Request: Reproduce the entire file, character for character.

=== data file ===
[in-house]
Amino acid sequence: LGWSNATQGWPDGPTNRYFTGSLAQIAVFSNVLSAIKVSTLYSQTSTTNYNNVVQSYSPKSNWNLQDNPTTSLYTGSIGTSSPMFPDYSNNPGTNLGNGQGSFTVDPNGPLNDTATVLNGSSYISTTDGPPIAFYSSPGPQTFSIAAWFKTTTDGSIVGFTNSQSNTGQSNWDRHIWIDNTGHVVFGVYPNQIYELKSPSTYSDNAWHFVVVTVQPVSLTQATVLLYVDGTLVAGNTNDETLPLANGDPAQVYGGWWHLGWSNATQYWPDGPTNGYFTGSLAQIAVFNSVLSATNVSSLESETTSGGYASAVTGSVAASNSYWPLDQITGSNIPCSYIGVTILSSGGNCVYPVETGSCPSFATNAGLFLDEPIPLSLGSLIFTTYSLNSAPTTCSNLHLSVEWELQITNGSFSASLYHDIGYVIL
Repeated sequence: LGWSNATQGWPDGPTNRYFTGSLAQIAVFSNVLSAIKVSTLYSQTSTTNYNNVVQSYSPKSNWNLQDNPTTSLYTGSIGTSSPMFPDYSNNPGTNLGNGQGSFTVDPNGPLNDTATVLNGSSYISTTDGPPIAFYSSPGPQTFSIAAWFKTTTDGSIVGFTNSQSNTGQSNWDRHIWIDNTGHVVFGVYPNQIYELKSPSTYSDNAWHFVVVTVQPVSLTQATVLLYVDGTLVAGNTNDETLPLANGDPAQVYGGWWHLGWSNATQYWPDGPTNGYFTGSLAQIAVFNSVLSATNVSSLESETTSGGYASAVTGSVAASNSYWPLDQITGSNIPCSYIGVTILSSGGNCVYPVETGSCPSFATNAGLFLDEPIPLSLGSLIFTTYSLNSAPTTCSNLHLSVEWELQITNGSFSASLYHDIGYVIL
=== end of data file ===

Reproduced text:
[in-house]
Amino acid sequence: LGWSNATQGWPDGPTNRYFTGSLAQIAVFSNVLSAIKVSTLYSQTSTTNYNNVVQSYSPKSNWNLQDNPTTSLYTGSIGTSSPMFPDYSNNPGTNLGNGQGSFTVDPNGPLNDTATVLNGSSYISTTDGPPIAFYSSPGPQTFSIAAWFKTTTDGSIVGFTNSQSNTGQSNWDRHIWIDNTGHVVFGVYPNQIYELKSPSTYSDNAWHFVVVTVQPVSLTQATVLLYVDGTLVAGNTNDETLPLANGDPAQVYGGWWHLGWSNATQYWPDGPTNGYFTGSLAQIAVFNSVLSATNVSSLESETTSGGYASAVTGSVAASNSYWPLDQITGSNIPCSYIGVTILSSGGNCVYPVETGSCPSFATNAGLFLDEPIPLSLGSLIFTTYSLNSAPTTCSNLHLSVEWELQITNGSFSASLYHDIGYVIL
Repeated sequence: LGWSNATQGWPDGPTNRYFTGSLAQIAVFSNVLSAIKVSTLYSQTSTTNYNNVVQSYSPKSNWNLQDNPTTSLYTGSIGTSSPMFPDYSNNPGTNLGNGQGSFTVDPNGPLNDTATVLNGSSYISTTDGPPIAFYSSPGPQTFSIAAWFKTTTDGSIVGFTNSQSNTGQSNWDRHIWIDNTGHVVFGVYPNQIYELKSPSTYSDNAWHFVVVTVQPVSLTQATVLLYVDGTLVAGNTNDETLPLANGDPAQVYGGWWHLGWSNATQYWPDGPTNGYFTGSLAQIAVFNSVLSATNVSSLESETTSGGYASAVTGSVAASNSYWPLDQITGSNIPCSYIGVTILSSGGNCVYPVETGSCPSFATNAGLFLDEPIPLSLGSLIFTTYSLNSAPTTCSNLHLSVEWELQITNGSFSASLYHDIGYVIL